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Information on Groups

Common Questions and Concerns

What is a Therapy Group?

In a therapy group, five to eight people meet face-to-face with two trained group therapists and talk about what is troubling them. Members give feedback to each other by expressing their own feelings about what someone says or does. This interaction gives group members an opportunity to try out new ways of behaving and to learn more about the way they interact with others. What makes the situation unique is that it is a safe system. The content of the group sessions is confidential; what members talk about or disclose is not discussed outside the group. Members work to establish a level of trust that allows them to talk personally and honestly. Group trust is enhanced when all members make a commitment to the group.

Why Does Group Therapy Work?

When people come into a group and interact freely with other group members, they usually recreate those difficulties that brought them to group therapy in the first place. Under the skilled direction of the group therapists, the group is able to give support, offer alternatives, or gently confront the person. In this way the difficulty becomes resolved, alternative behaviors are learned, and the person develops new social techniques or ways of relating to people. During group therapy, people begin to see that they are not alone. Many people feel they are unique because of their problems, and it is encouraging to hear that other people have similar difficulties.

What do I talk about when I am in group therapy?

Talk about what brought you to the Counseling Services in the first place. Tell the group members what is bothering you. If you need support, let the group know. Unexpressed feelings are a major reason why people experience difficulties. Revealing your feelings - self-disclosure - is an important part of group and affects how much you will be helped. The appropriate disclosures will be those that relate directly to your present difficulty. How much you talk about yourself depends upon what you are comfortable with. If you have any questions about what might or might not be helpful, you can always ask the group.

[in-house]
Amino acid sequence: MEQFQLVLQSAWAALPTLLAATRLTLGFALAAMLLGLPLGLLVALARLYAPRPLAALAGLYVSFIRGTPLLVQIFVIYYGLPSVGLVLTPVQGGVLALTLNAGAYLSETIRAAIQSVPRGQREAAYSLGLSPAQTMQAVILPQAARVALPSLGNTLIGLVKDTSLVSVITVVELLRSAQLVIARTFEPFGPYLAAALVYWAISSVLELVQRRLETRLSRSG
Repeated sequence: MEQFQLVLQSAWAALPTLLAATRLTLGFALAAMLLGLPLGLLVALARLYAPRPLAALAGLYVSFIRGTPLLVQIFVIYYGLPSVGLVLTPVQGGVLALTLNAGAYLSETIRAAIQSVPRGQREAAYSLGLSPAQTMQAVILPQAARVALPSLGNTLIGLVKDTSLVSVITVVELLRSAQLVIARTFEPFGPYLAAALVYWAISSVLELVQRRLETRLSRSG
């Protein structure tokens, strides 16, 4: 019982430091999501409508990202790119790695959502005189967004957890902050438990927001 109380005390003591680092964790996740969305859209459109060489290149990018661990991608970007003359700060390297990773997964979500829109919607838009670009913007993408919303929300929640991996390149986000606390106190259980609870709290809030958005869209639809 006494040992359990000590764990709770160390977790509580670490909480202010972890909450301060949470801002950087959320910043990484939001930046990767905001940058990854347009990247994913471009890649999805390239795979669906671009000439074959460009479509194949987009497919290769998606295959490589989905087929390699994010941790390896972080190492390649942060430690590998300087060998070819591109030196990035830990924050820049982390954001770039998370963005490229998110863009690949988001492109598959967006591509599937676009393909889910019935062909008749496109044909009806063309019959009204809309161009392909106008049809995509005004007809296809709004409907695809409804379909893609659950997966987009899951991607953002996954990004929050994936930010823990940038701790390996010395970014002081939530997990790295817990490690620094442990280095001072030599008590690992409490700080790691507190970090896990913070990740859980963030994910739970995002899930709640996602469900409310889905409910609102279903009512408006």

Common Myths and Misperceptions

"I will be forced to tell all of my deepest thoughts, feelings and secrets to the group."

Group members are never forced to disclose any information if they are not ready or do not want to. In group, you get to control what, how much, and when you share information with other group members. Group members share what is troubling them when they feel safe enough to do so and safety within a group is a unique and personal experience that will vary for everyone. We encourage you to share when you are ready to do so and until then you can also be helped by listening to others and thinking about how what they are saying might apply to you.

"Group therapy will take longer than individual therapy because I will have to share the time with others."

Actually, group therapy is often more efficient than individual therapy for two reasons. First, you can benefit from the group even during sessions when you find yourself listening to others more than talking about your own issues. You will find that you have much in common with other group members, and as they work on a concern, you can learn more about yourself. Secondly, group members will often bring up issues that that are different than the ones that brought you to therapy, but also may be affecting you. In that way, you may address issues that you were not immediately aware that you wanted to address.

"I will be verbally attacked or ganged up on by the leaders or other group members."

One of the most important issues within group therapy is that group members feel safe. Your group leaders are there to help develop and facilitate a safe environment. We know that feedback can often be difficult to hear and as group members come to trust and accept one another, they generally experience feedback as a sign of caring. One of the benefits of group therapy is the opportunity to receive feedback from others in a supportive environment. It is rare to find friends who will gently point out how you might be behaving in ways that hurt yourself or others, but this is precisely what group can offer.

"Group therapy is second-best to individual therapy."

Group therapy is being recommended to you because your intake counselor or individual therapist believes that it is the best way to address your concerns. We do not put people into group therapy because we don't have space in individual therapy, or because we want to save time. We offer several types of group and we only add members to a group if both you and the group leaders believe it would be a good fit. Your counselor can discuss with you why group is what we recommend for you.

"I'm not comfortable talking in groups; I'll never be able to share in a group."

This is a very common concern and believe it or not, many people are anxious about being able to talk in group. In our experience, within a few sessions most people find that themselves comfortable enough to begin talking and sharing in the group. Everyone in the group was a new member at some point, so you will most likely get a lot of support opening up at your own pace.

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